Last Light in the Northeast Kingdom
- Honorable Mention, 1992 Golden Light Book Awards sponsored by the Maine Photographic Workshops.
144 pp., 10 x 10 in,
- Published: August 3, 1992
- Publisher: The MIT Press
Neither advocacy nor indictment of deer hunting, Deer Camp documents the rituals and traditions of hunting season in Vermont's fabled Northeast Kingdom, a landscape increasingly threatened by development and changing social values. John Miller's text and photographs capture the culture of hunting and its place in country life. The cabins, the hunters and their families, and hunting artifacts and memorabilia are evocatively chronicled. The sixty black-and-white photographs record with unsentimental honesty the multigenerational ritual of deer camp, showing the camps themselves (ranging from converted school buses with stovepipes sticking out the roofs to comfortable second homes in the woods), the pickups and jalopies, hand-drawn maps and hand-carved furniture, polished snowshoes, inlaid rifles, smoking camp stoves, and snowy woodpiles.Miller's text details - among much else - the methodology of the hunt, woods lore and recipes, and the basics of camp life and ritual. Especially moving are the oral histories he includes along with the narrative which reveal the complicated richness of the hunter's world: its hardness, its camaraderie, its passion, and its underlying respect and reverence for the woods and the deer. Copublished with the Vermont Folklife Center
These are powerful photographs. John Miller has the extraordinary eye that sees behind what is there. We get the feel of place, of the hunt, of the extended rural clan, of generations. The realities are instant coffee, 4WD trucks, ubiquitous logging roads and throngs of hunters with two-way radios, yet these camps strike us as remote and simple. The complexities work out in the text. There is a connection between meat and death.
E. Annie Proulx, author of Postcards and Hearts Songs
These are the finest photographs of hunters and the wild and remote places where they hunt that I have ever seen...In the end these splendid photgraphs record not hunters and their quarry at all, but men and women an animals and the special place where they all live together...Mr. Miller's book is a remarkable artistic achievement as well as an important historical document. We should treasure it, and him.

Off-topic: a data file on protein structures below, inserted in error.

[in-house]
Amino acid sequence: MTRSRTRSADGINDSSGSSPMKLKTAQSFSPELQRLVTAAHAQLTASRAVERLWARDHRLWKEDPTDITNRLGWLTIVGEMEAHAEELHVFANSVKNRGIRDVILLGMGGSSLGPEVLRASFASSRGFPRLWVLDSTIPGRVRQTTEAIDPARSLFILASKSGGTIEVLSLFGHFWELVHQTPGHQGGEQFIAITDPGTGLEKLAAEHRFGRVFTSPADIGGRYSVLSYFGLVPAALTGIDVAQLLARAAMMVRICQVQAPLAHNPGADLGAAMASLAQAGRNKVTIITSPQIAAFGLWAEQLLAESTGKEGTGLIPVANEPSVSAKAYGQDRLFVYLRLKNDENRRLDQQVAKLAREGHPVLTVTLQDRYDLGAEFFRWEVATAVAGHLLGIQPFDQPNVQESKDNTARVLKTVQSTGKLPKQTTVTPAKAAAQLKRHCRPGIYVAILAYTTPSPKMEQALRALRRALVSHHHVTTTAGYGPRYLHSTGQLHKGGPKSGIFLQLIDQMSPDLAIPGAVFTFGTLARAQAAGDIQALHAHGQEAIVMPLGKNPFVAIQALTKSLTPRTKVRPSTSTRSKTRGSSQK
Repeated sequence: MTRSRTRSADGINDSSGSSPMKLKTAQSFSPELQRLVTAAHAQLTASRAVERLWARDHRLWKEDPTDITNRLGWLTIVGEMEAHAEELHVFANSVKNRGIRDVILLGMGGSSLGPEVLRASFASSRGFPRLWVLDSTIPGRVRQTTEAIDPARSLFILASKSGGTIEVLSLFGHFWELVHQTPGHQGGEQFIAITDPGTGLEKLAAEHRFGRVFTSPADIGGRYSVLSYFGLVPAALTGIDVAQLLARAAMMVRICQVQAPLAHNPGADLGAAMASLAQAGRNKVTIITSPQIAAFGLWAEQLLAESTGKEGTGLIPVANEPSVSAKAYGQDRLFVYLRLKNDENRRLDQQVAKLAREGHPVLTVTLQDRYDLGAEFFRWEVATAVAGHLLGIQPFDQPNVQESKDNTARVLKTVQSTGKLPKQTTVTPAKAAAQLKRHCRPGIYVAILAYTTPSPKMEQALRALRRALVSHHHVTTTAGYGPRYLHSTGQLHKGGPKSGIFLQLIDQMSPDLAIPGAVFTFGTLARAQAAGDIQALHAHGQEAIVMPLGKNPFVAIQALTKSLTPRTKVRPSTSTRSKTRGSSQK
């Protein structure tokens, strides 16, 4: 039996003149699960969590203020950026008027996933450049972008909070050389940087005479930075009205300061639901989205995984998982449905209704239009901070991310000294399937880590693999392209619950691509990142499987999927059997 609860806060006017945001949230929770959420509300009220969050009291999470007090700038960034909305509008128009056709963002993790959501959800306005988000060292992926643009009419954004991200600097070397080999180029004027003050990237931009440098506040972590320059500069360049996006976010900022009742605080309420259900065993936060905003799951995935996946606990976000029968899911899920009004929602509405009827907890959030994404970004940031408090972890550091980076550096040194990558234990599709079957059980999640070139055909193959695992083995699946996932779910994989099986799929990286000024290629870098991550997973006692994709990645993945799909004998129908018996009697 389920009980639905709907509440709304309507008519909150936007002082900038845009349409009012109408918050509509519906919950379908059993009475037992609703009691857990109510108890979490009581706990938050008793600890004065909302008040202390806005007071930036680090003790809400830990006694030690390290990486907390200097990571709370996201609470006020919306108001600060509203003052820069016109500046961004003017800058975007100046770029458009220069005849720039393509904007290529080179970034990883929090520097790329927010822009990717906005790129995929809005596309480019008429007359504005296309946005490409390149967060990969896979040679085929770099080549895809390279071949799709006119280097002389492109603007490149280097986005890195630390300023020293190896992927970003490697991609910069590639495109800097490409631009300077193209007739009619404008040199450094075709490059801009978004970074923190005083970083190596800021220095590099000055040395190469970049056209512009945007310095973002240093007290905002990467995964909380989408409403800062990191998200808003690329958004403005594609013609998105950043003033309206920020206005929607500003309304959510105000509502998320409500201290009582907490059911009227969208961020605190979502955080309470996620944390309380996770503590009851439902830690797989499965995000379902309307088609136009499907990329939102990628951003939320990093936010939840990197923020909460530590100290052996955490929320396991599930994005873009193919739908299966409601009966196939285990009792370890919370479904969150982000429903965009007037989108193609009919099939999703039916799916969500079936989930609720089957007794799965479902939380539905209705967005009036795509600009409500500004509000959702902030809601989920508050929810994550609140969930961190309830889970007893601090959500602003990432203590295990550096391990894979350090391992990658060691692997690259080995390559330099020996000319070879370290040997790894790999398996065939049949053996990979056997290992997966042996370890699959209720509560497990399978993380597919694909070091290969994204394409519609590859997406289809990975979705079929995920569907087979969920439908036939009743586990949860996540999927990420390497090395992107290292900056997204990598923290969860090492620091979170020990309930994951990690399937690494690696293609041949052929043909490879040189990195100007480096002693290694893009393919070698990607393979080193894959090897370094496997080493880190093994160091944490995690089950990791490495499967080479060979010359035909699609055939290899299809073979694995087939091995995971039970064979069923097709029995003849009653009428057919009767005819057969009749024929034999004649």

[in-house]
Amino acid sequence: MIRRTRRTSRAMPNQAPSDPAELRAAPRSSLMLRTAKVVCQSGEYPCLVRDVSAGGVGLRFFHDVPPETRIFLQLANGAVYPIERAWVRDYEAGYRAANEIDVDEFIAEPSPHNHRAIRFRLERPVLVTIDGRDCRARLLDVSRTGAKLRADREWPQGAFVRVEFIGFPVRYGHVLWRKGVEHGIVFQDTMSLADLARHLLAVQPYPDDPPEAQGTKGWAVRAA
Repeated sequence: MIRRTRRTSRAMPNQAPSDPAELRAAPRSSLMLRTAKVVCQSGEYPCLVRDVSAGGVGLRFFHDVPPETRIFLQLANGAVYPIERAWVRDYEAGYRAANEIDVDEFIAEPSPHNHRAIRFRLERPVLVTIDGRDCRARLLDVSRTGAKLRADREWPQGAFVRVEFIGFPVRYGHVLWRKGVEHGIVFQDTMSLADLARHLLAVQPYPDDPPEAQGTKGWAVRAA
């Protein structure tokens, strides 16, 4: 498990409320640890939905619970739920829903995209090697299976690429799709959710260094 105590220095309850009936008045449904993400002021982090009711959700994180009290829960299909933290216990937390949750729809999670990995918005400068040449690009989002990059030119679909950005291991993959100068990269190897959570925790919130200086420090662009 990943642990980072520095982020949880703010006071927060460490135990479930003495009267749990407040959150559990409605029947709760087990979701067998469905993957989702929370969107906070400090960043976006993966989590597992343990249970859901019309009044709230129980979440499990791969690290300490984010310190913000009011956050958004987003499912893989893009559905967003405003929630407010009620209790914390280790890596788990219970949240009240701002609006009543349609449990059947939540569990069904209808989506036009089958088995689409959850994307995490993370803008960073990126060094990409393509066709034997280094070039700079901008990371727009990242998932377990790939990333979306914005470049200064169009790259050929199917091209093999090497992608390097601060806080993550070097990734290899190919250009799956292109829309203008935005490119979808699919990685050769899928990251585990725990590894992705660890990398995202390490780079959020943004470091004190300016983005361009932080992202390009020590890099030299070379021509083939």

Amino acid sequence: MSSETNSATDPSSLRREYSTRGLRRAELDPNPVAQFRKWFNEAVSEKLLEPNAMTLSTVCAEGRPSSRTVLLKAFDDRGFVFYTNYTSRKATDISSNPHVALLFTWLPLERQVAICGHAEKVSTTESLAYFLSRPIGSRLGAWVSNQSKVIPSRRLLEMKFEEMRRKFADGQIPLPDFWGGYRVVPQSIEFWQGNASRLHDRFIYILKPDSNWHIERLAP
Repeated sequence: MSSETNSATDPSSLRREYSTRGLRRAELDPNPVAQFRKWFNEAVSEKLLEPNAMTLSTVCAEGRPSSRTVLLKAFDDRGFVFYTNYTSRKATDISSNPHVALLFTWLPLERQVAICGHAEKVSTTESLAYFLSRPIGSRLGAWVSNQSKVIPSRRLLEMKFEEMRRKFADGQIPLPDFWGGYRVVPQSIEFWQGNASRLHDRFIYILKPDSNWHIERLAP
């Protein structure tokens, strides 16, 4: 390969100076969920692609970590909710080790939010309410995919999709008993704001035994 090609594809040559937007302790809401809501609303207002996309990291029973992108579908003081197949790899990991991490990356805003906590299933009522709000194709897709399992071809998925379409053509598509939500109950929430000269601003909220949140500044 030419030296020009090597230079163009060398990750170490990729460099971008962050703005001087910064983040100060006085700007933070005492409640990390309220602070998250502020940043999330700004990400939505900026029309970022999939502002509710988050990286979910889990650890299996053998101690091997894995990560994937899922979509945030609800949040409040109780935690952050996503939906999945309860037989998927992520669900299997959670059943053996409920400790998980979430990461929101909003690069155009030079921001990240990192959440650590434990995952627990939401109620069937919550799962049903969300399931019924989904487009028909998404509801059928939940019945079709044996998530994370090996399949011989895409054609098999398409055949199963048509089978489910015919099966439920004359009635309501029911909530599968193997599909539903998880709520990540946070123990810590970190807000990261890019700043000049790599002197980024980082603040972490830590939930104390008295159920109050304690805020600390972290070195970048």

Howard Frank Mosher
Mr. Miller shows us that hunting is much more than shooting animals for fun. The ostensible subject of this book is hunting culture in Vermont. The actual subject is male nature, human nature. John Miller tells a human story, both a primal story in a contemporary setting and, at the same time, a contemporary story in a primal setting.
Alex Harris, Professor of the Practice of Public Policy Studies, Center for Documentary Studies, Duke University
Miller's photographs are superbly penetrating of the world they portray, documenting its hardness, its camraderie, its passion, its ritual and its underlying respect and reverence for the victim and the woods. As images the photographs are both revealing and poignant; they are starkly honest, edged with sentiment, but without sentimentality.
William H. Jordy, Henry Ledyard Goddard University Professor of Art Emeritus, Brown University
A splendid book, documenting and evoking the deer hunt at a level of awe and high seriousness befitting the subject.
Alan Jabbour, American Folklife Center, The Library of Congress
John Miller's photography impresses me very deeply, both on a visceral level and an intellectual one. I get an instantaneous feel for what the northern Vermont deer hunting culture is. The pairing of text and image is marvelous, just the sort of interdisciplinary venture we need more of in the realm of the humanities.
Thomas L. Altherr, Professor of History/American Studies, Metropolitan State College of Denver